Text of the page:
Last week when my students walked in the classroom and saw the escape boxes set-up, they started bubbling with excitement. I was asked no less than 100 times, “Are we going to do an escape today?”. I let the suspense build until they just about couldn’t take it anymore, and then I affirmed that we were doing our Fraction Escape Activity, which you can find here.
Yes, this did require a bit of prep, but that excitement over a very challenging math lesson made everything so worth it! This type of activity is best used as a culminating task, not an instructional lesson. These tasks would have been way too advanced for my students at the beginning of the fraction unit.
As in all of my escape activities, I have students work in groups of four. I’ve found that a larger group decreases participation. It’s a little too easy for one or two students to take over. Groups of two or three would work, but that would also increase my prep and materials needed, so I stick with groups of four.
I gave each group an envelope that has everything they need to escape the “Fraction Fair”. I laminated any set of cards, so that I can reuse them. While I rarely print anything in color, I do for this activity. Since I only print one set for each group, it doesn’t feel so wasteful. I also gave each group a locked escape box. If I were using the digital version, I wouldn’t give students the box. Instead, they would use their Chromebooks.
Ideally, students would begin by reading the directions carefully. But, they don’t. Every time I’ve ever taught this lesson, students immediately get started and then realize they have no idea what they’re doing. Then, they’ll raise their hand and say, “We don’t get it”. I don’t help until they can articulate the directions, and I see that they’re actually confused. Otherwise, students develop a pattern of learned helplessness.
In clue one, students match equivalent fractions puzzle pieces. For example, they would match 5/10 with 3/6. After students match the puzzle pieces, they look at the numbers formed on the puzzles. They ADD each of those numbers together to get a 4-digit sum, which happens to be the 4-digit number code for the first lock. Over the years I’ve watched students struggle to keep themselves organized. I have seen more than one group correctly match all the equivalent fractions and then shuffle the cards back together before cracking the code. To help students understand the directions and to stay organized, I include a picture example on the directions and a very detailed recording sheet.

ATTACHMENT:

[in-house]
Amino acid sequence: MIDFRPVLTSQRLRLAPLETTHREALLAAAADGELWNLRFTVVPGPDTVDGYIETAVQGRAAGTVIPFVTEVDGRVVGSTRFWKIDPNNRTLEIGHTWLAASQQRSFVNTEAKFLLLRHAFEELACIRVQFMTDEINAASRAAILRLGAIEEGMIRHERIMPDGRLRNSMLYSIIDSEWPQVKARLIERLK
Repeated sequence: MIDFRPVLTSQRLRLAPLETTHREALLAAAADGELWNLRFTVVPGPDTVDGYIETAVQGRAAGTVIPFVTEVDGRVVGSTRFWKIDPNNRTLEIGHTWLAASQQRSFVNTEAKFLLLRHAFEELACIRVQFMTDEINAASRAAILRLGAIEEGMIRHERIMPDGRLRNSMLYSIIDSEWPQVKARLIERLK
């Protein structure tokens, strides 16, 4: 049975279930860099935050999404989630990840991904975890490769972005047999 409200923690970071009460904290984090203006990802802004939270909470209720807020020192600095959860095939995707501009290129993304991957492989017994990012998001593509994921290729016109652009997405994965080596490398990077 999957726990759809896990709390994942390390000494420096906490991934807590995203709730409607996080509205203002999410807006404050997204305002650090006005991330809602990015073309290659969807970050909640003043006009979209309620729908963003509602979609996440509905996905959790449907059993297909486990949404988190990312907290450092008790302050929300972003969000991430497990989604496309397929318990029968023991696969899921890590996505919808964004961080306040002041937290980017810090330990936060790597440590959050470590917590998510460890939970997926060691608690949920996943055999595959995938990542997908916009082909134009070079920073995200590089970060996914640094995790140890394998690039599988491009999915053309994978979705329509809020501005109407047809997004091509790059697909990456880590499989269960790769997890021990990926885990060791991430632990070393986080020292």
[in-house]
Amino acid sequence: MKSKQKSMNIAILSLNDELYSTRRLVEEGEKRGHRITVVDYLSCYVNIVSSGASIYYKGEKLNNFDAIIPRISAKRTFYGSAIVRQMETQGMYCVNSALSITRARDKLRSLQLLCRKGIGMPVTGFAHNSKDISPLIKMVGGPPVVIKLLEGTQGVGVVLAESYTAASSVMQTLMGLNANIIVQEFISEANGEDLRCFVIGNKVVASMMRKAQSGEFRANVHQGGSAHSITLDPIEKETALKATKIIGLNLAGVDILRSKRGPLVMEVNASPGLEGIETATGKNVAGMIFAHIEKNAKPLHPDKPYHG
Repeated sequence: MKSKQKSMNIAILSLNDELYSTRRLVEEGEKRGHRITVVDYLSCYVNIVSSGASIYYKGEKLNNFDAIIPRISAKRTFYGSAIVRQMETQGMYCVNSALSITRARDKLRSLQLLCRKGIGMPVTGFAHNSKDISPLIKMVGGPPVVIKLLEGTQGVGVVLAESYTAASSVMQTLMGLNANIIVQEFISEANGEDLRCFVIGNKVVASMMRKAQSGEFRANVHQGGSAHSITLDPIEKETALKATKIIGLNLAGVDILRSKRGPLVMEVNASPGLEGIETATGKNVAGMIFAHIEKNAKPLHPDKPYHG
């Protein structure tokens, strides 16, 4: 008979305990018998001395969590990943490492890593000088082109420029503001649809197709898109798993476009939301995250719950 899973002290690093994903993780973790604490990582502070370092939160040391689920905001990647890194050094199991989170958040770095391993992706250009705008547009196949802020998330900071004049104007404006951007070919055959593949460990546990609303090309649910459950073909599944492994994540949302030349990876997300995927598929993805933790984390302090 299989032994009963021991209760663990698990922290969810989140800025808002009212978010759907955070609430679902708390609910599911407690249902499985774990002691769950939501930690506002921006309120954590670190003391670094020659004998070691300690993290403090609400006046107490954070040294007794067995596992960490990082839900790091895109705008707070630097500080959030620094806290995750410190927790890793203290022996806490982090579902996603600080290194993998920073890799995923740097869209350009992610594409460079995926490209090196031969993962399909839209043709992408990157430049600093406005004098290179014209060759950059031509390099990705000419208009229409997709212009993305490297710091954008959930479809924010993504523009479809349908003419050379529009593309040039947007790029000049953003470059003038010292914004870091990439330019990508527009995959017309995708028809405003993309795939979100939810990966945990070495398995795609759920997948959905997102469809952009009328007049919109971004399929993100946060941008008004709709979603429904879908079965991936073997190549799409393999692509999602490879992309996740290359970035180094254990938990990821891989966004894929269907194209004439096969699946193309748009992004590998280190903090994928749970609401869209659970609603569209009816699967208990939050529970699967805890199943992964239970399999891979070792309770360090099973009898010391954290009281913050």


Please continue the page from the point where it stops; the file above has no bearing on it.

Fraction Escape Activity-Clue 2
Once students open the box, they’re ready for the next clue. In this task, students once again work with equivalent fractions. Some of the questions, like the first one, are fairly easy to get students started. But, of course that changes. They have to stop and REALLY think about the whole and how many parts are in the whole. They can’t rely on procedures or memorization. As they solve each problem, they circle the correct answer. The letters they circle form the code to the 5-letter lock.
In the third fraction escape activity, students solve fraction word problems with both addition and subtraction problems. As students solve the problems, they write their answers on a recording sheet to keep themselves organized as they crack the code. Students use the decoder wheel to determine what color to use for each number/answer.
Fraction Escape Activity-Clue 4
The last activity is my favorite, because it almost always stumps students. Once again, it forces them to slow down and to think about the relationship to the whole. The first row is rarely ever a problem. But you can guess what students will do with the hexagon in the second row. Yep, one-half. That shows how they’re trying to label wholes and halves as a set amount, rather than showing flexibility. When they do this, I don’t jump right in and tell them what the answer is, but I do intervene and redirect their thinking. When students finish the table, they add the whole numbers in the squares together to find the last code. When students open the box, they get an escape ticket. You can add a prize if you want, but it’s definitely not necessary.
As you can see the physical version of the boxes in the fraction escape activity offers a TON of engagement and novelty, but if you’re not ready for that yet, you can definitely start out with the digital version. If you want to learn more about implementing these types of lessons, be sure to check out this blog post.
I created these tasks to be a challenge and to require understanding of fractions, not just repeating steps. I typically give students our entire math block to escape, and sometimes, some groups don’t make it. I don’t try to make this an everybody wins activity. While the disappointment of not escaping is real, the stakes are pretty low, so it turns into a good learning opportunity. I’d venture to say that 90 percent of the time, a group doesn’t escape because they don’t work well together, not because of the math. And that has also led to some really good conversations and eye-opening moments for kids.
You can see this Fraction Escape Activity here!